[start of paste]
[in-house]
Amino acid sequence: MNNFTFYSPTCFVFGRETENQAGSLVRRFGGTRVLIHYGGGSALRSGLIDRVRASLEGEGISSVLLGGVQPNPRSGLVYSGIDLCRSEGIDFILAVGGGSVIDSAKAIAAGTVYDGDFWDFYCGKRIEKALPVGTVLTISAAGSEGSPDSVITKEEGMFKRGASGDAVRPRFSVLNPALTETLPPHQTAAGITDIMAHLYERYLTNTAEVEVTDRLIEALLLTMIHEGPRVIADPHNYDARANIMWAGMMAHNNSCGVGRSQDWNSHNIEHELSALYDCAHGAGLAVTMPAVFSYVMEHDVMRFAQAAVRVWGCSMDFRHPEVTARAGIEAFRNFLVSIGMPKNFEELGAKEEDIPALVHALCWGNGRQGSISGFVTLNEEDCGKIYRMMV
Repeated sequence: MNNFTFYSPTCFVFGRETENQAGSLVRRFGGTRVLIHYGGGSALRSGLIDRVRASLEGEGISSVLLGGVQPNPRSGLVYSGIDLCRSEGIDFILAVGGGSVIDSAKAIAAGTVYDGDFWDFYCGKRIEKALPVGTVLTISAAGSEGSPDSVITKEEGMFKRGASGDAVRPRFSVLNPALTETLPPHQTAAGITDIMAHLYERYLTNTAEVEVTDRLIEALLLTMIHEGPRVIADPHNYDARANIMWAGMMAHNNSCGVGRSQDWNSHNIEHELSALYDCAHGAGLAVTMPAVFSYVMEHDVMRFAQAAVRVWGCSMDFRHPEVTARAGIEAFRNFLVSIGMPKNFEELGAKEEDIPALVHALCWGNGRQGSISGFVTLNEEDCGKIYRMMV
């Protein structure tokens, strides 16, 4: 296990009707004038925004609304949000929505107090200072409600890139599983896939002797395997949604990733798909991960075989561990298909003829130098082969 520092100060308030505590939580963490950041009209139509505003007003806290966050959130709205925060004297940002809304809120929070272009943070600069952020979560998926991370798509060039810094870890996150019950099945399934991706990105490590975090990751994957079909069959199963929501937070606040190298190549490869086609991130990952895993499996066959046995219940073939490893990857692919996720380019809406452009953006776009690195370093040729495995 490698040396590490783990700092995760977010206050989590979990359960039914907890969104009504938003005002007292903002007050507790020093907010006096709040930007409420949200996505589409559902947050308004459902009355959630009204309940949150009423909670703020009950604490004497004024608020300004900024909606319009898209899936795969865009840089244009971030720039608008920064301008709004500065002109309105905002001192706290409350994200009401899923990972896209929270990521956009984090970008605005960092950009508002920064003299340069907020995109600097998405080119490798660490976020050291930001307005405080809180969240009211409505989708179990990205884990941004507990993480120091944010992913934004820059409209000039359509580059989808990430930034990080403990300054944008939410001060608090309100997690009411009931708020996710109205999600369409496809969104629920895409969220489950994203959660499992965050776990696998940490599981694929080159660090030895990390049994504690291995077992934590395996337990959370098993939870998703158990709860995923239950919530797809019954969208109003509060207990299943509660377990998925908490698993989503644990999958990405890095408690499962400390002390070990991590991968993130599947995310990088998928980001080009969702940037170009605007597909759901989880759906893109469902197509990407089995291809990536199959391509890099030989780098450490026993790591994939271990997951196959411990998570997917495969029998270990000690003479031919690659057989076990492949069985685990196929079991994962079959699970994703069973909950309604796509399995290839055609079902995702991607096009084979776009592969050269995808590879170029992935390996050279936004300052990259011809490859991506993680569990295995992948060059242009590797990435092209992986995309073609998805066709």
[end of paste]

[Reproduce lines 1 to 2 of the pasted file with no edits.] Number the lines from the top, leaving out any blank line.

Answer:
[in-house]
Amino acid sequence: MNNFTFYSPTCFVFGRETENQAGSLVRRFGGTRVLIHYGGGSALRSGLIDRVRASLEGEGISSVLLGGVQPNPRSGLVYSGIDLCRSEGIDFILAVGGGSVIDSAKAIAAGTVYDGDFWDFYCGKRIEKALPVGTVLTISAAGSEGSPDSVITKEEGMFKRGASGDAVRPRFSVLNPALTETLPPHQTAAGITDIMAHLYERYLTNTAEVEVTDRLIEALLLTMIHEGPRVIADPHNYDARANIMWAGMMAHNNSCGVGRSQDWNSHNIEHELSALYDCAHGAGLAVTMPAVFSYVMEHDVMRFAQAAVRVWGCSMDFRHPEVTARAGIEAFRNFLVSIGMPKNFEELGAKEEDIPALVHALCWGNGRQGSISGFVTLNEEDCGKIYRMMV